All mechanologics take the form of bistable square structures, with designs fit compactly into a unit lattice (a = 9 mm) (Fig. 3a,b and Supplementary Fig. 10). We designed their computing functions using at most four bistable building blocks, which were arranged perpendicular to each other via linear elastic linkages. NOT gates, which need to have two different phases (ϕ=0, π) depending on the phase of the input signals, consist of four identical bistable elements with a parameter set of (L, t) = (12 mm, 0.6 mm) together with θ = 15° (for ϕ=0) or 25° (for ϕ=π). Note that, within the same unit lattice, we could easily tune the potential energy profiles developed in each of the four bistable elements by changing L, t and θ (Fig. 3a). Given the practical design space (Supplementary Fig. 2k, l), the values we proposed, especially for θ, indicate the minimum values allowing for autonomous computing, that is, computational propagation without additional environmental or human intervention. All the bistable elements in NOT gates are connected with their neighboring components via a linear elastic linkage. The geometry of the linear linkage is divided into two parts having different width, 0.4 and 1 mm, respectively. The difference in bending stiffness between these two parts, which are ~15.6 times [=(1/0.4)3], makes the linkages behave like a rigid four-bar linkage so as to enable the inversion of transmitted mechanical bits, while the thinner parts permit the rotation in the proximity of bistable beams (Supplementary Movie 3). AND gates basically take a similar form as in NOT gates. Differences include the presence of two input terminals, which are arranged mirror-symmetrically, and additional geometric engineering of bistable beams to carry different potential energies for the input and output terminals (the output one should have a larger energy barrier; see Supplementary Fig. 10). To achieve this, we designed the beam angles of the input (θ1) and output (θ2) terminals to have the values of 20° and 5°, respectively, which delivered successful computational propagation (Supplementary Movie 4). Distinct from other mechanologic designs, OR gates consist of three bistable elements connected via a softer and longer elastic linkage. This open-ended design is helpful to decouple the actuations of two independent input beams. The geometry of the spring-like linkage can be replaced by alternative structures, only if its total length matches the distance between the input and output terminals so that the reversion of the output terminal does not affect the non-triggered input. The beam angle (θ) was designed to have the value of 30° for successful computation (Supplementary Movie 5).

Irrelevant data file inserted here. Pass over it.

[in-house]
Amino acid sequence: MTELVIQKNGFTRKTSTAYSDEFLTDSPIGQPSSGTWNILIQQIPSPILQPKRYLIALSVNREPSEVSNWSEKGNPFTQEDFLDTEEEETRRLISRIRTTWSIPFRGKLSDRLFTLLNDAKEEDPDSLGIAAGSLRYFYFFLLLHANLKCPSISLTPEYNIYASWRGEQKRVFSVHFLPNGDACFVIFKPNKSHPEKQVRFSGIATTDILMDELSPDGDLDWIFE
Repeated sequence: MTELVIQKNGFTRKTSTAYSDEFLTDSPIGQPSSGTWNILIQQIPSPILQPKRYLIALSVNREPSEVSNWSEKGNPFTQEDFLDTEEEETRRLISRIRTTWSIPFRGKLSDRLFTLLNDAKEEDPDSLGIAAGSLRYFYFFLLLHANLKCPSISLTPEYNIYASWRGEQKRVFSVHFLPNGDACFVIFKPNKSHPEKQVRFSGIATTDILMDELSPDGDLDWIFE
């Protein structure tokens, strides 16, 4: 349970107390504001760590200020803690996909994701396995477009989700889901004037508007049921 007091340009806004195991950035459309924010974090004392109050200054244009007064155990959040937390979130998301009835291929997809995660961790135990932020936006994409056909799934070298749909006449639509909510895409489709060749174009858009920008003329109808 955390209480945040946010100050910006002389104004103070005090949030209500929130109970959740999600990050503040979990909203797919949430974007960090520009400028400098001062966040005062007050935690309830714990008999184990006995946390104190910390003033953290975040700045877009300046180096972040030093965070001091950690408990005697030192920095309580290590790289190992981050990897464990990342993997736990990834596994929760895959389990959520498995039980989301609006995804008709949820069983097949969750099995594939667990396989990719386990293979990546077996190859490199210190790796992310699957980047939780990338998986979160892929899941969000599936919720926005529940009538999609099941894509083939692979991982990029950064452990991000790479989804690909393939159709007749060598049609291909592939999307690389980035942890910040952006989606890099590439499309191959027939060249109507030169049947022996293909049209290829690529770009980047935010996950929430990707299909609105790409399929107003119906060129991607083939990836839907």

Fabrication of integrated mechanical computing systems